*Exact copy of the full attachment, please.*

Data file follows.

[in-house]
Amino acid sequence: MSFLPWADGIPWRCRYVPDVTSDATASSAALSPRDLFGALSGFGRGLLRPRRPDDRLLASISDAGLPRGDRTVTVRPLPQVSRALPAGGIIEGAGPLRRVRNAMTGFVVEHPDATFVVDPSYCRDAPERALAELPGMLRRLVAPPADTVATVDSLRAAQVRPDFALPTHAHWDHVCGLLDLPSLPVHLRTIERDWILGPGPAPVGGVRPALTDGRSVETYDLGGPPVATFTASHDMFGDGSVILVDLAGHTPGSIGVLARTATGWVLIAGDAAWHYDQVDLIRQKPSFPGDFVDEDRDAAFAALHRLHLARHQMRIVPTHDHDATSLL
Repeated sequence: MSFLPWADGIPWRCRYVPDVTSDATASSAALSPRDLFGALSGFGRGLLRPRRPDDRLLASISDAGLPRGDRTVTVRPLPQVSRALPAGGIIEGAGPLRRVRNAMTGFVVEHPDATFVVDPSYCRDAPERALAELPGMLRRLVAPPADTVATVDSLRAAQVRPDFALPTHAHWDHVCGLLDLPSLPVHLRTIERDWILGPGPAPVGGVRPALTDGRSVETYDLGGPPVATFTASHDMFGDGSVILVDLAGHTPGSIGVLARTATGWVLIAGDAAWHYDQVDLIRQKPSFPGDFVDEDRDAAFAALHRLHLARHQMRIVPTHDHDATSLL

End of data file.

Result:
[in-house]
Amino acid sequence: MSFLPWADGIPWRCRYVPDVTSDATASSAALSPRDLFGALSGFGRGLLRPRRPDDRLLASISDAGLPRGDRTVTVRPLPQVSRALPAGGIIEGAGPLRRVRNAMTGFVVEHPDATFVVDPSYCRDAPERALAELPGMLRRLVAPPADTVATVDSLRAAQVRPDFALPTHAHWDHVCGLLDLPSLPVHLRTIERDWILGPGPAPVGGVRPALTDGRSVETYDLGGPPVATFTASHDMFGDGSVILVDLAGHTPGSIGVLARTATGWVLIAGDAAWHYDQVDLIRQKPSFPGDFVDEDRDAAFAALHRLHLARHQMRIVPTHDHDATSLL
Repeated sequence: MSFLPWADGIPWRCRYVPDVTSDATASSAALSPRDLFGALSGFGRGLLRPRRPDDRLLASISDAGLPRGDRTVTVRPLPQVSRALPAGGIIEGAGPLRRVRNAMTGFVVEHPDATFVVDPSYCRDAPERALAELPGMLRRLVAPPADTVATVDSLRAAQVRPDFALPTHAHWDHVCGLLDLPSLPVHLRTIERDWILGPGPAPVGGVRPALTDGRSVETYDLGGPPVATFTASHDMFGDGSVILVDLAGHTPGSIGVLARTATGWVLIAGDAAWHYDQVDLIRQKPSFPGDFVDEDRDAAFAALHRLHLARHQMRIVPTHDHDATSLL